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Travel discounts ahead
June 19, 2001: 3:53 p.m. ET

Corporate travel cutbacks have begun to hit hotels and airlines
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NEW YORK (CNNfn) - Hotels and airlines already are beginning to feel the effects of cuts in corporate travel expenses. As fewer business travelers are passing through their doors, many travel-related businesses are offering discounts and promotions to attract the hardy few who still are on the road.

And who is going to benefit from the cut rate hotel rooms and discounted airfares? It may well be you.

Across the nation, Ramada Inns and Marriott Hotels are offering free night stays. At Omni Hotels, the third night is free. Comfort Inns, Quality Inns and Econolodges all are giving guests a free tank of gasoline when they stop in. Holiday Inns are giving away travel companion certificates to guests in their hotels in the United States.

Airlines, too, have been cutting some of their prices, according to American Express Co. The average fare paid for a one-way airline ticket in the United States fell from $319 in March to $301 in April, according to American Express.

Corporations squeeze travel budgets

At a time when many companies have been forced to lay off employees and have been turning in far from stellar financial performances, there is a growing number that no longer can justify paying pricey hotel bills or lavish meals on the road. Some companies, after complaining of higher business-class fares, have been squeezing their executives into (gasp!) coach.

  graphic SPECIAL OFFERS  
    Special hotel offers include:
  • Free nights at Ramada, Omni and Marriott
  • Free gasoline at Comfort, Quality and Econolodge
  • Companion certificates at Holiday Inn
    The promotions and discounts may have been designed to attract those business travelers who have been curtailing their travel in the past several months, but any traveler can take advantage of them.

    According to a recent survey by the National Business Travel Association, 68 percent of U.S. corporations have been effected by the recent economic downturn and have been slashing their travel expenses to control their budgets.

    "Corporations have decided to eliminate travel as a cost-saving measure," said Marianne McInerney, executive director of the National Business Travel Association. "As with other corporate functions, it is necessary to determine whether an organization benefits financially by sending people on the road."

    The prices consumers pay for hotel rooms have begun to slow, according to Smith Travel Research, which tracks hotel prices nationwide. And in some select markets, discounting has been more aggressive than in other cities. In New York City, for example, hotel prices have been falling for three months. Hotel prices in Orlando, Fla., have been on their way down for the past two months.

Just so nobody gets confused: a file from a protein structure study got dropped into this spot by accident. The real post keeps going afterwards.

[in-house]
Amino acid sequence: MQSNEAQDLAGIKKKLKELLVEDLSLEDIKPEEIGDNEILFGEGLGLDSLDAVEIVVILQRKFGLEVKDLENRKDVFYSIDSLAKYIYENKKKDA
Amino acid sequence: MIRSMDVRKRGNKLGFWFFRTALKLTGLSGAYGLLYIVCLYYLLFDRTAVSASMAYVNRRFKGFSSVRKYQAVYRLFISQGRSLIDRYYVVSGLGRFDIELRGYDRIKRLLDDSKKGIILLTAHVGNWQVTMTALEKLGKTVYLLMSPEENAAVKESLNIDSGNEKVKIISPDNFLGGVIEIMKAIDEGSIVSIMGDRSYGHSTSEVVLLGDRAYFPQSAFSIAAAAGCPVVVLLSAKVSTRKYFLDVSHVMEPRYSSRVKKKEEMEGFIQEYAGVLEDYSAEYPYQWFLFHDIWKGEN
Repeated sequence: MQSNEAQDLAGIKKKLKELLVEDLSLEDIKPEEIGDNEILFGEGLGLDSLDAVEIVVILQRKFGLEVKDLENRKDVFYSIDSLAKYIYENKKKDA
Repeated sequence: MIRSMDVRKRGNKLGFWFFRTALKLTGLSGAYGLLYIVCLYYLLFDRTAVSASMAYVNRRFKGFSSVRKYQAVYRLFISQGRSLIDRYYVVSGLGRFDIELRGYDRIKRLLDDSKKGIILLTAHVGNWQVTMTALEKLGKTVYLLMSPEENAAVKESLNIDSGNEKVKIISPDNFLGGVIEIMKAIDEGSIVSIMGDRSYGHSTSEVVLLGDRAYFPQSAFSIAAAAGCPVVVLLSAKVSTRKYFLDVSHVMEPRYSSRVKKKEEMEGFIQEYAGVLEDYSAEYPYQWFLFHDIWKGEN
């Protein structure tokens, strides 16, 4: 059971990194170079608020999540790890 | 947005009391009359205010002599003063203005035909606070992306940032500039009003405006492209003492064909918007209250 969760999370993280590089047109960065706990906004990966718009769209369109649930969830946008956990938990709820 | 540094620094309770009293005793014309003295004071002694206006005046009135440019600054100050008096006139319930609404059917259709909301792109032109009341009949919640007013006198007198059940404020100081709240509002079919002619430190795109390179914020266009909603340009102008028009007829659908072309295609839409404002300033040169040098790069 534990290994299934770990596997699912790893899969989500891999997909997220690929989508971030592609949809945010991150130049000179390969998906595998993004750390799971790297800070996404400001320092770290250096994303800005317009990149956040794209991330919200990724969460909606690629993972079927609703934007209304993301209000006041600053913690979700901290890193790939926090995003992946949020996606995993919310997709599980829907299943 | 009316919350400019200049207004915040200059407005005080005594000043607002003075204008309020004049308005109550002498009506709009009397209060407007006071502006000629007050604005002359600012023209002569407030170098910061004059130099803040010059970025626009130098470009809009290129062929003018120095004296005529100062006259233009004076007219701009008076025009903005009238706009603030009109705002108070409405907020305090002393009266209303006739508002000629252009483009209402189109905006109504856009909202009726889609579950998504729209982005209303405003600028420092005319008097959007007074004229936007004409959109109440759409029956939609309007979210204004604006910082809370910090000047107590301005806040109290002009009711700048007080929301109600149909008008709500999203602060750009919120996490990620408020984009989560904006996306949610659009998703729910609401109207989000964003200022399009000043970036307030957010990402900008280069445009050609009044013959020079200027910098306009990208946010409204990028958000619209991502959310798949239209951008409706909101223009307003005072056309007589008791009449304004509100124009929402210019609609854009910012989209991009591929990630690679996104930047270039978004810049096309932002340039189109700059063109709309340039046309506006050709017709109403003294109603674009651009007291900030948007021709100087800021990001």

According to Hendersonville, Tenn.-based Smith Travel, other cities whose hotel prices have declined in recent months include Phoenix, Ariz.; Philadelphia, Penn.; and Nashville, Tenn.

    As expected in an economic downturn, the sector that has been hardest hit is the luxury sector. Occupancy rates at high-end hotels have declined most dramatically, down 6.3 percent in 2001 compared with 2000. On average, however, the luxury hotels have increased their prices just slightly.

    Consumers may benefit

    The downturn in the economy that has businesses trimming travel hasn't hit consumers in the same way. According to the Automobile Association of America, 34.2 million Americans are going to be traveling at some point this summer. And of those travelers, 41 percent will stay at hotels and motels.

    Tia Gordon, a spokeswoman for the American Hotel and Lodging Assn., said hoteliers have been expecting the downturn for months and responded with a number of incentives to try to capture as much of the leisure market as they can over the summer.

    "Some people are going to be staying with friends and family on their vacation, but a lot are going to stay at hotels and motels," Gordon said. "And we need to do what we can to get them." graphic


    Airline forecasts falling - - June 5, 2001

    Air travelers face better summer than do airlines - May 25, 2001

    Hotel, cruise line net off - - April 25, 2001


    American Hotel & Lodging Association

    American Automobile Association

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